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Lignin-carbohydrate network in wood and pulps A determinant for reactivity

  • Henriksson, G.
  • Lawoko, M.
  • Eugenio Martin, M. E.
  • Gellerstedt, G.
Pretreatment of wood or kraft pulp with endoglucanase followed by swelling in urea leaves a non-crystalline residue that can be dissolved in strong aqueous sodium hydroxide-sodium borate solution. A stepwise precipitation process employing acid and barium ions can separate lignin-carbohydrate complexes enriched in individual polysaccharides. This procedure has been applied to eucalypt and birch wood and to the corresponding kraft pulps. Thioacidolysis of the various lignin-carbohydrate complexes was used as the major analytical technique to obtain information about the structure and structural changes in lignin. A combination of thioacidolysis and size exclusion chromatography was used to obtain knowledge on the degree of depolymerisation and repolymerisation of lignin when going from wood to chemical pulp. In contrast to spruce wood and kraft pulp, complete recovery of the lignin-carbohydrate complexes could not be obtained from hardwood samples. © 2007 by Walter de Gruyter.
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Low temperature induces the accumulation of alcohol dehydrogenase mRNA in Arabidopsis thaliana, a chilling-tolerant plant

  • Jarillo, J. A.
  • Leyva, A.
  • Salinas, J.
  • Martínez-Zapater, J. M.
mRNA encoding alcohol dehydrogenase (ADH) increases in etiolated seedlings and leaves of Arabidopsis thaliana (L.) Heynh. upon exposure to low temperature. The analysis of this response after water stress and abscisic acid (ABA) treatments in Arabidopsis wild type and ABA-deficient and -insensitive mutants indicates that cold accumulation of ADH mRNA could be induced by both anaerobic metabolism and increase of ABA concentration resulting from low temperature exposure. By using one Arabidopsis ADH null mutant, we show that ADH activity is not required for successful development of freezing tolerance in this species.
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Specific and sensitive primers for the detection of predated olive fruit flies, Bactrocera oleae (Diptera Tephritidae)

  • Lantero, E.
  • Matallanas, B.
  • Ochando, M. D.
  • Pascual, S.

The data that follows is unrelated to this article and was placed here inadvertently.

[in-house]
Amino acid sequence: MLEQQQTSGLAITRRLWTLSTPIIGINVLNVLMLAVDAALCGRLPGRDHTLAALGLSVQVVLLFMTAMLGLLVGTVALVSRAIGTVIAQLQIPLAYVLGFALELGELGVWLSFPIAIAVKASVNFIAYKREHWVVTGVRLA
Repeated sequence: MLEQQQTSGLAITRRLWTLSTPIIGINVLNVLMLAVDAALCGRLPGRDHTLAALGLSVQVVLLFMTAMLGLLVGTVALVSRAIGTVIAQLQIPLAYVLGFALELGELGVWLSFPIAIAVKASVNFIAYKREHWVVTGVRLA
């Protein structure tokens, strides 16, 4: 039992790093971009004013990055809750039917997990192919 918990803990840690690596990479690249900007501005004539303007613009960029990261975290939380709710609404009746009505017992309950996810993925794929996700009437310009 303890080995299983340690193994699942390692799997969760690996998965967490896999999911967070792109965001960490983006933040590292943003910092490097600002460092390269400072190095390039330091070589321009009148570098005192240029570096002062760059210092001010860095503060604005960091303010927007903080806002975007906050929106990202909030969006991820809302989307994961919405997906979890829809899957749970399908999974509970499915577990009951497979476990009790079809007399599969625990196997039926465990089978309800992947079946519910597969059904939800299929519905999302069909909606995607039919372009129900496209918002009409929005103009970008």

• Callejas, C.
Bactrocera oleae, the olive fruit fly, is a major pest of olive (Olea europaea L.) trees worldwide. Its presence can cause important losses, with consequences for the economies of countries that produce and export table olives and olive oil. Efforts to control olive fruit fly populations have, however, been insufficient. Now more than ever, environmentally friendly alternatives need to be considered in potential control programs. Generalist predators could provide a way of managing this pest naturally. However, the identification of candidate predator species is essential if such a management system is to be introduced. The present paper describes a set of species-specific primers for detecting the presence of B.oleae DNA in the gut of predatory arthropods. All primers were tested for checking cross-reactive amplification of other fruit fly DNA and evaluated in hetero specific mixes of nucleic acids. All were found to be very sensitive for B. oleae. Subsequent feeding trials were conducted using one of the most abundant species of ground dwelling carabids in olive groves in south-eastern Madrid, Spain. These trials allowed determining that 253F-334R and 334F-253R primer pairs had the highest detection efficiency with an ID50 of around 78h. These primers therefore provide a very useful tool for screening the gut contents of potential predators of B. oleae, and can thus reveal candidate species for the pest's biological control. © 2017 INIA.
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Comparative analysis of muscle transcriptome between pig genotypes identifies genes and regulatory mechanisms associated to growth, fatness and metabolism

  • Ayuso, M.
  • Fernández, A.
  • Núñez, Y.
  • Benítez, R.
  • Isabel, B.
  • Barragán, C.
  • Fernández, A. I.